Friday, May 2, 2008

Paul's day job - skenopoios

From L.L. Welborn:

Readers of the revised article on σκηνοποιός in [Danker] will make the surprizing discovery that the traditional understanding of the term used to describe Paul's occupation in Acts 18.3 as 'tentmaker' is wholly without lexical support outside the Bible and literature that the Bible has influenced, and futhermore is undermined by a variety of practical considerations.* Instead, Danker proposes the meaning of 'maker of stage properties', appealing to Pollux, who explains that the word is a synonym for μηχανοπιός, which is either a 'stagehand' who moves stage properties or a 'manufacturer of stage properties.'* Danker concludes: 'In the absence of any use of the term σκηνοποιός beyond the passages in Pollux and the Hermetic Writings, and the lack of specific qualifiers in the text of Acts 18.3, one is left with the strong probability that Luke's publics in urban areas, where theatrical productions were in abundance, would think of σκηνοποιός in reference to matters theatrical.'* If the report of Paul's occupation in Acts 18.3 is historically reliable, then Paul was a 'prop maker'. This would go far to explain the number, specificity, and richness of Pauline metaphors drawn from the world of the theater and amphitheater (e.g. 2 Cor. 11.1-2-12.10; Phil. 3.12-4.3, etc.)*

—L.L. Welborn, Paul, the fool of Christ: a study of 1 Corinthians 1-4 in the comic-philosophic tradition, p.11,12


J. K. Gayle said...

Does L.L. Welborn way overstate this? At least he tells us he gets his idea from F.W. Danker, who gets his idea from the Onomasticon of Julius Pollux who comes a century after Paul and Luke. Around the Greek theatre, I see μουσοποιὸς and παιδοποιὸς (in Euripides); δολοποιὸς, ψηφοποιὸς, and οἰκοποιός (in Sophocles); λυχνοποιὸς, μαχαιροποιός, μηχανοποιός, and τραγῳδοποιός (in Aristophanes); γελωτοποιὸς (in Xenophon); κωμῳδοποιὸς, ἀγαλματοποιός, δευσοποιὸς, θησαυροποιὸς, κλινοποιός, τραγῳδοποιός, and ὀψοποιός (in Plato); and λυροποιός, ἀνδριαντοποιός, εἰκονοποιός, αὐλοποιὸς, πολεμοποιὸς, θαυματοποιὸς, ἠθοποιὸς, and δυοποιός (in Aristotle)--all long before Paul.

And this shows widespread and neologistic, not restrictive, uses of *-οποιός. And the playwrights mentioned above (of course), and the prose writers (Plato and Aristotle), but Thucydides also, very prolifically write of τὰ μηχανωμένους (the theatre)--and none of them, as far as extant electronically-searchable texts show us--even hints that σκηνοποιός is a synonym for μηχανοπιός.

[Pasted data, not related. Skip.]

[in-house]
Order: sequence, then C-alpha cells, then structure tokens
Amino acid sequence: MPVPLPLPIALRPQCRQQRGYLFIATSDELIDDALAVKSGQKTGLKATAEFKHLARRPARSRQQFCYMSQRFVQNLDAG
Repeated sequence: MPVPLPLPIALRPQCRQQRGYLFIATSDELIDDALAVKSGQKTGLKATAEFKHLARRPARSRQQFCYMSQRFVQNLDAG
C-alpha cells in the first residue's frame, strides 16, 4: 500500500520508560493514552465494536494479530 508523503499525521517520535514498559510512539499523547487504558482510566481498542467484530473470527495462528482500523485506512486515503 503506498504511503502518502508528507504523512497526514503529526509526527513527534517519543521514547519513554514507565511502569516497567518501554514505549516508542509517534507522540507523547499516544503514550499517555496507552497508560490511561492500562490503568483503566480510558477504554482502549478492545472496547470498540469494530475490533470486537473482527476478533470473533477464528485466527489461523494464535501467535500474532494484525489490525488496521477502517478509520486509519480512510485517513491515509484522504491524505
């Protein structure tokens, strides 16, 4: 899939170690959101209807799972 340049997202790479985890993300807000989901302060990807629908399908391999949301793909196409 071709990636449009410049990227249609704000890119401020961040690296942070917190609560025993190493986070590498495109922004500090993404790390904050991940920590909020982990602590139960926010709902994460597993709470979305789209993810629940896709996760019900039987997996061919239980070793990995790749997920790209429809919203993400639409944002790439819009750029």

Thucydides does write "σκηνὴν ποιήσαντες" in Book 2 chapter 34 section 2 line 2 of his History. Richard Crawley, translating Thucydides here, says it's "a tent which has been erected," and it might even be "a tent that's been made."

So what is clear is that Thucydides is using the longer phrase the way Luke does of Paul and coworkers, with his shorter phrase: σκηνοποιοὶ. And English Bible translators up to L.L. Welborn's statement have gotten it right by saying it's "tentmakers" (and nothing, really, related to the theatre).

Nathan said...

Thanks for the helpful lexical critique of Wellborn. I thought his contention seemed a little speculative, if not necessarily implausible. Note some skeptical reviews linked at the Google Books page (click on the title at the end of the entry)--though none of them, I don't think, provides this level of lexical analysis.

Nihil Obstat said...

Wow, this is blast from the past! I recently did some study of this. And σκηνὴν ποιήσαντες in the military cases (and others) does not refer to a τέχνη, rather to a common task of setting up tents. So, we come back to the use of σκηνοποιός as a kind of scenographer. Interestingly, the Latin scaena facio means is restricted to scene painting and scene making. These skills were not only used in the stage world but also in domestic space. Mural painting—all the rage in the Greco-Roman world from 100 BCE to 100 CE—was theatrical scene decoration brought into the domestic space. We have to remember that Pollux is giving an old usage of the word. And, recognizing this as an art (as opposed to a very common practice for soldiers and others who live in precarious, temporary situations) tips the scales for me. Also, the portrayal of Paul as someone who had access as a client to "friends" like the Asiarchs, who, in Acts 19 attempt to save his life by timely advice, points to an urban techne which brought him into contact for significant periods of time. Furthermore, my old prof., David Balch points out the Pausanius was very complimentary of the painted public and domestic spaces in Corinth as he made his journey in the Greek east. Unfortunately we do not see the colorful art that was part and parcel of daily life.